Methyl Hypofluorite

MeOF

[36336-08-0]  · CH3FO  · Methyl Hypofluorite  · (MW 50.04)

(used for adding the elements of MeO and F across double bonds,1 for electrophilic methoxylation a to carbonyls,2 and as a tool for introducing the short lived 11C isotope for positron emission tomography (PET)3)

Physical Data: mp -142 °C; bp -33 °C (by extrapolation); 19F NMR +120 ppm (3JHF = 45 Hz); 1H NMR 4.51 ppm (3JHF = 45 Hz).

Handling, Storage, and Precautions: MeOF is an unstable substance and for all practical purposes has to be prepared in situ in solution and used soon after its formation. Neat solid and liquid MeOF can be unpredictably explosive at temperatures above -78 °C. The concentration of the reagent is determined iodometrically (MeOF + 2KI + H2O -> I2 + KF + MeOH + KOH). As with all hypofluorites, it may be toxic and should be treated accordingly. Use in a fume hood.

Addition to Alkenes.

Although MeOF has been a subject for several theoretical studies,4 it was synthesized only recently by passing relatively concentrated fluorine through methanol in the presence of acetonitrile.1 Unlike other hypofluorites such as Trifluoromethyl Hypofluorite or Acetyl Hypofluorite the fluorine in MeOF is nucleophilic, leaving the rest of the molecule (MeO) to act as a strong electrophile. This formally constitutes the previously unknown methoxylium ion. This is evident from the addition of MeOF to unsymmetrical alkenes such as styrene, which produces exclusively 1-fluoro-1-phenyl-2-methoxyethane (eq 1).1

Methoxylation of Ketones.

This unique electrophilic system was used to methoxylate ketones in their a-position in a fast and direct mode. It was found that the methoxylation is best when performed on methyl enol ethers.2 Since this reaction takes only a few seconds, and since it is relatively easy to make 11CH3OH (half life of the positron emitting 11C isotope is about 20 min), this method adds a new route (to the very few existing ones) for incorporating this isotope into organic molecules for PET studies (eq 2).3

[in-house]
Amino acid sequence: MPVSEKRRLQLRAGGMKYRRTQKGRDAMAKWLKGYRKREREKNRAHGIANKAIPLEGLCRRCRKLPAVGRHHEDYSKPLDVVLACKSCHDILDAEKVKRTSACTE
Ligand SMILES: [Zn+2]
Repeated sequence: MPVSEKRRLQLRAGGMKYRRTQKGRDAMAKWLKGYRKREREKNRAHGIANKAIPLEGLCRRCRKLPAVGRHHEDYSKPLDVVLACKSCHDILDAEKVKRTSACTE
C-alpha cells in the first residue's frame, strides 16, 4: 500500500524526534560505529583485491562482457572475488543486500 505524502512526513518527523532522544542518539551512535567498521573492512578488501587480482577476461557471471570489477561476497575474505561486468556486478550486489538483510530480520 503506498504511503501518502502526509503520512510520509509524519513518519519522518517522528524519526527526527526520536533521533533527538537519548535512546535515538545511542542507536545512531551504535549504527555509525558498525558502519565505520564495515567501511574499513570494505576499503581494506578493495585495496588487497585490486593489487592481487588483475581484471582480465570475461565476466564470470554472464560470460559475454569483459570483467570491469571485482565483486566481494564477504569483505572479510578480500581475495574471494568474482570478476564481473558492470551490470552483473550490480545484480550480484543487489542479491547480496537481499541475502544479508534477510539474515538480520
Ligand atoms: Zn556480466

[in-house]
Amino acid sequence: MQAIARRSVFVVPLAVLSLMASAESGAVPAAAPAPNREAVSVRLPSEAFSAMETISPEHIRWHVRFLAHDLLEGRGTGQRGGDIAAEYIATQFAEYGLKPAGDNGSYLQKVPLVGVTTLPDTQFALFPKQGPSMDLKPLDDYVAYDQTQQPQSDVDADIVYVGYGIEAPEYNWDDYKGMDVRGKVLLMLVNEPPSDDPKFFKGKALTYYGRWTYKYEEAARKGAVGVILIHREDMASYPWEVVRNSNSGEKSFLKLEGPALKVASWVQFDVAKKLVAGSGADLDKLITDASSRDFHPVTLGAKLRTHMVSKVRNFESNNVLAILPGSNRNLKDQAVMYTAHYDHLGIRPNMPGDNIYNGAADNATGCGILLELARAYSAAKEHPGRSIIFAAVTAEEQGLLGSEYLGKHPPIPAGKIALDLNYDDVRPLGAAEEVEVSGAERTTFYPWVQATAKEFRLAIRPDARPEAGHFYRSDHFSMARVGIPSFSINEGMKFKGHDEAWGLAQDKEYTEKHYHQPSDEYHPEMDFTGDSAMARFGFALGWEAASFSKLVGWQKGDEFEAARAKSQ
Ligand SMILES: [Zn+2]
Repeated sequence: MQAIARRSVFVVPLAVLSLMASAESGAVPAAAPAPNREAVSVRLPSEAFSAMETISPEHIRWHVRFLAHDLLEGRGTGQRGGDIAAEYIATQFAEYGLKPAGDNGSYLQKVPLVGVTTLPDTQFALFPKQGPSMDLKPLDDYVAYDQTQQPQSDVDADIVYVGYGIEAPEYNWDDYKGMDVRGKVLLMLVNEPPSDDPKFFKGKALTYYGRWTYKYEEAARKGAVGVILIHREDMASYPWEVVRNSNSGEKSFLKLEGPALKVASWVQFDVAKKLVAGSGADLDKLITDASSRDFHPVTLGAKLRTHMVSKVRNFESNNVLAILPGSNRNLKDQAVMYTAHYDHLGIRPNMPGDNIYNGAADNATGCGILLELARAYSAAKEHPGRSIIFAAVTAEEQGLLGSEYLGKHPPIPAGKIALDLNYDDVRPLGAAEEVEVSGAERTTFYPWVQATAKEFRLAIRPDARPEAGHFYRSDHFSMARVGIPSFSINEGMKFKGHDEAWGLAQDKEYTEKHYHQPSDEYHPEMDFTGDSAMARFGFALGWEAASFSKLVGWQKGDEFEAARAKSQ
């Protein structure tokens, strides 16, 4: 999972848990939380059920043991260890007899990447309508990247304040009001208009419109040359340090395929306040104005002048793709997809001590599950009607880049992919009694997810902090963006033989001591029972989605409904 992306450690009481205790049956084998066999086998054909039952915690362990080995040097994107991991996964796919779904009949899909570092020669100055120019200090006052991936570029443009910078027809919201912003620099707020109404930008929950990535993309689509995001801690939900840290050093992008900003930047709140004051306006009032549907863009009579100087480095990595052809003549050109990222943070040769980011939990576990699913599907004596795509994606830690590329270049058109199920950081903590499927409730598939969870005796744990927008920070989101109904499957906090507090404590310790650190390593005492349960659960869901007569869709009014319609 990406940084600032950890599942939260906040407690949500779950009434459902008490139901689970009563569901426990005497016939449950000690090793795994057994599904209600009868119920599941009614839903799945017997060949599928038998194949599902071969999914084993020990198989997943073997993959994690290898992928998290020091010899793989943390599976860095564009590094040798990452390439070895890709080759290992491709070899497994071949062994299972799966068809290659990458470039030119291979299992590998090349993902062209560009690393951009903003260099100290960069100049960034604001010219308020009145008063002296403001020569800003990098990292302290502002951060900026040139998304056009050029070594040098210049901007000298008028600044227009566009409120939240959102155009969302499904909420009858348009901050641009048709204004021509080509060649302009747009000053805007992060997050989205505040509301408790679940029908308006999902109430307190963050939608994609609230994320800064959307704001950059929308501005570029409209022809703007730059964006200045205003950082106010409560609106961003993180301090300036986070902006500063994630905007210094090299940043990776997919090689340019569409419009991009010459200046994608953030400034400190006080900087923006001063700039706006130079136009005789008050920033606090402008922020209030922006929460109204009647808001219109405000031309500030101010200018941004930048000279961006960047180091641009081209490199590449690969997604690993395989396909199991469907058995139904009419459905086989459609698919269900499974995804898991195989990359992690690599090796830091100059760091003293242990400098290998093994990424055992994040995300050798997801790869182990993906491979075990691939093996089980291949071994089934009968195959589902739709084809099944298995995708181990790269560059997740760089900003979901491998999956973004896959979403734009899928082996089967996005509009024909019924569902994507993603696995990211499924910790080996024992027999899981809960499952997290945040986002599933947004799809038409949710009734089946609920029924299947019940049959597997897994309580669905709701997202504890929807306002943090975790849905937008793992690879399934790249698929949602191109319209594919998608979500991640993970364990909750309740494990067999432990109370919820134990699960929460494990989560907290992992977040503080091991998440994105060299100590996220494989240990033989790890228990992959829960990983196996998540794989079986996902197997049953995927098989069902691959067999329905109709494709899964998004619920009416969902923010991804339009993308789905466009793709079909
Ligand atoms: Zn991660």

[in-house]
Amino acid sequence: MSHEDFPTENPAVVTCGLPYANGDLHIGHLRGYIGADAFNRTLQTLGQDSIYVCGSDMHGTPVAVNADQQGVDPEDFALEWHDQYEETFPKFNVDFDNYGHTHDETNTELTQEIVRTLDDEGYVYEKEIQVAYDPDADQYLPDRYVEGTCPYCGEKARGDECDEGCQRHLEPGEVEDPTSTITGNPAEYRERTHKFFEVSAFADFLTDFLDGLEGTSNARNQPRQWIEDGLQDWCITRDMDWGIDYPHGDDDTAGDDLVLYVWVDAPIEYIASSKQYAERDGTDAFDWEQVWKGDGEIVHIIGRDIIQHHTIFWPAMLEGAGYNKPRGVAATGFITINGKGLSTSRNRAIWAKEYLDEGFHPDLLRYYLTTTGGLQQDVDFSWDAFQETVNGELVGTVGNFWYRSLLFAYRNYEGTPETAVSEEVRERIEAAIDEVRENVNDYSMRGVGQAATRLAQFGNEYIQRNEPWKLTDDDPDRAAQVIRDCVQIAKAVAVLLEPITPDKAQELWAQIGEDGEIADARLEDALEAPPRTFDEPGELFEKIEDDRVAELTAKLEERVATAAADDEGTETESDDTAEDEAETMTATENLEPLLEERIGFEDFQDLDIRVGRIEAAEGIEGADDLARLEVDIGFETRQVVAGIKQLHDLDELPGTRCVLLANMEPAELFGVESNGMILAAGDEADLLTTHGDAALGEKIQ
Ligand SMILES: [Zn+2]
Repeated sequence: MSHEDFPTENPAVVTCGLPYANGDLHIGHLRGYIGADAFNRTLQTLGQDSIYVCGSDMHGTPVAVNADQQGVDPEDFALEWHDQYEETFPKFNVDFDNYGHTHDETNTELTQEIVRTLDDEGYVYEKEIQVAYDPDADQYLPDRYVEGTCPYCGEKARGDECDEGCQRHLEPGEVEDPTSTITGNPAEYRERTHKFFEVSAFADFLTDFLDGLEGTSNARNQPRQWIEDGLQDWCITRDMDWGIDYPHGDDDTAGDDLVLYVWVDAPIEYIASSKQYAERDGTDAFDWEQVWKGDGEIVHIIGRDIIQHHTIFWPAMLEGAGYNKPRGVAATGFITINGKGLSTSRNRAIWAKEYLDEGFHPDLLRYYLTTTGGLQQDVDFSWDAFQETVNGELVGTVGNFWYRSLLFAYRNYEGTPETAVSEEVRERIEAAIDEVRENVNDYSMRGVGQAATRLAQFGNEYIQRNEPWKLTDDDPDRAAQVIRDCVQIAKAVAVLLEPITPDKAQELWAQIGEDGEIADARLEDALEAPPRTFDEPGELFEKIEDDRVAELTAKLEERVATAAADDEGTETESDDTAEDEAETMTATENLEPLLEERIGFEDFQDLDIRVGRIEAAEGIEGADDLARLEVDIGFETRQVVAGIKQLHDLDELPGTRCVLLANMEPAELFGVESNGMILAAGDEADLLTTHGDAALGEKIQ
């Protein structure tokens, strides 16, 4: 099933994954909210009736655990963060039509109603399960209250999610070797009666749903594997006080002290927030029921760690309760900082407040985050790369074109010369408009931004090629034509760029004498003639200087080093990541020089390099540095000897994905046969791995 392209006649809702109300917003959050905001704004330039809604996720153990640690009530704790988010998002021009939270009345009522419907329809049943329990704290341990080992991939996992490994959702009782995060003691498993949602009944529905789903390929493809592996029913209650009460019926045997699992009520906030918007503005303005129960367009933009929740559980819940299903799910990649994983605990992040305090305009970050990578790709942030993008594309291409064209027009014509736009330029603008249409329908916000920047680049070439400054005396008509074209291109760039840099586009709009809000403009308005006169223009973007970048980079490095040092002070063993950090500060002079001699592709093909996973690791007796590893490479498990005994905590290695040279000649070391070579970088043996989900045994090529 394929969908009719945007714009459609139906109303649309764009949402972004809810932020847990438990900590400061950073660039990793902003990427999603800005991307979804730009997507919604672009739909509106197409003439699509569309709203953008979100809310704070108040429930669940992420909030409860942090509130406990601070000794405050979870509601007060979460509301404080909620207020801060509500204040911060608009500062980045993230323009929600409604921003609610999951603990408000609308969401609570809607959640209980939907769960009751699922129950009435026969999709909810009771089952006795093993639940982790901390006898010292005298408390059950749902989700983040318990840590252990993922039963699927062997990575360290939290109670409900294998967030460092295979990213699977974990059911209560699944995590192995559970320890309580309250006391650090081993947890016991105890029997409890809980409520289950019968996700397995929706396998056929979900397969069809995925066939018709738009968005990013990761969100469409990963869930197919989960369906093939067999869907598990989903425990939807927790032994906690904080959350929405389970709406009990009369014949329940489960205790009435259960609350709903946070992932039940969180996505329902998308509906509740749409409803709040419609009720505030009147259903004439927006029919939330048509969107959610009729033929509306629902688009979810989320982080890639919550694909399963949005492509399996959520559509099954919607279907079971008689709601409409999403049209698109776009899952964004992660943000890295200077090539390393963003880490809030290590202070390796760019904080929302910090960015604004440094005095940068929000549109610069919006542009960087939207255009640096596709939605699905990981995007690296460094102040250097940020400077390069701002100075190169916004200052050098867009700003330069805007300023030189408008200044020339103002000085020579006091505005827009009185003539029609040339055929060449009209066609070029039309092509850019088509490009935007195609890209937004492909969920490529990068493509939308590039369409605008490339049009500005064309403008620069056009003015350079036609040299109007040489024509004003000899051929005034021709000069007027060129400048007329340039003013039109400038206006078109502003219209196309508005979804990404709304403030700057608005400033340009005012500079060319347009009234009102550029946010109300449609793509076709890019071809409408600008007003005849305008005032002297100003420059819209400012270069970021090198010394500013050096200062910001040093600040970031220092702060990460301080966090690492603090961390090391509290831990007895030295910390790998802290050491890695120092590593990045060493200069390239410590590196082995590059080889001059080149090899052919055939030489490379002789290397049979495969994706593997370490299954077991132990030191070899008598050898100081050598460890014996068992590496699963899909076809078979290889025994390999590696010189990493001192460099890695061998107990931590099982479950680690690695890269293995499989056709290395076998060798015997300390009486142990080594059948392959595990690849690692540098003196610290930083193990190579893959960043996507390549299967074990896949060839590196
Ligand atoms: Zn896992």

It should be noted that addition of the elements of MeO and F can also be achieved when electrophilic fluorination reagents such as CF3OF,5 FClO3,6 or CsSO4F7 are reacted with alkenes in the presence of MeOH (eq 3). The same is true when XeF2/MeOH is employed, although in this case the intermediate MeOXeF was suggested (eq 4).8 In some of these reactions the fluorine acts as an electrophile, but in others most of the regioselectivity is lost.

Related Reagents.

Hypofluorous Acid.


1. (a) Kol, M.; Rozen, S.; Appelman, E. JACS 1991, 113, 2648. (b) Rozen, S.; Mishani, E.; Kol, M.; Ben-David, I. JOC 1994, 59, 4281.
2. Rozen, S.; Mishani, E; Kol, M. JACS 1992, 114, 7643.
3. McCarthy, T. J.; Bonasera, T. A.; Welch, M. J.; Rozen, S. CC 1993, 561.
4. See for example: Lee, I.; Cho, J. K.; Song, C. H. JCS(F2) 1988, 84, 1177.
5. Barton, D. H. R.; Hesse, R. H.; Jackman, G. P.; Pechet, M. M. JCS(P1) 1977, 2604.
6. Djuric, S. W.; Garland, R. B.; Nysted, L. N.; Pappo, R.; Plume, G.; Swenton, L. JOC 1987, 52, 978.
7. Stavber, S.; Zupan, M. JOC 1987, 52, 919.
8. Shellhamer, D. F.; Curtis, C. M.; Dunham, R. H.; Hollingsworth, D. R.; Ragains, M. L.; Richardson, R. E.; Heasley, V. L.; Shackelford, S. A.; Heasley, G. E. JOC 1985, 50, 2751.

Shlomo Rozen

Tel Aviv University, Israel



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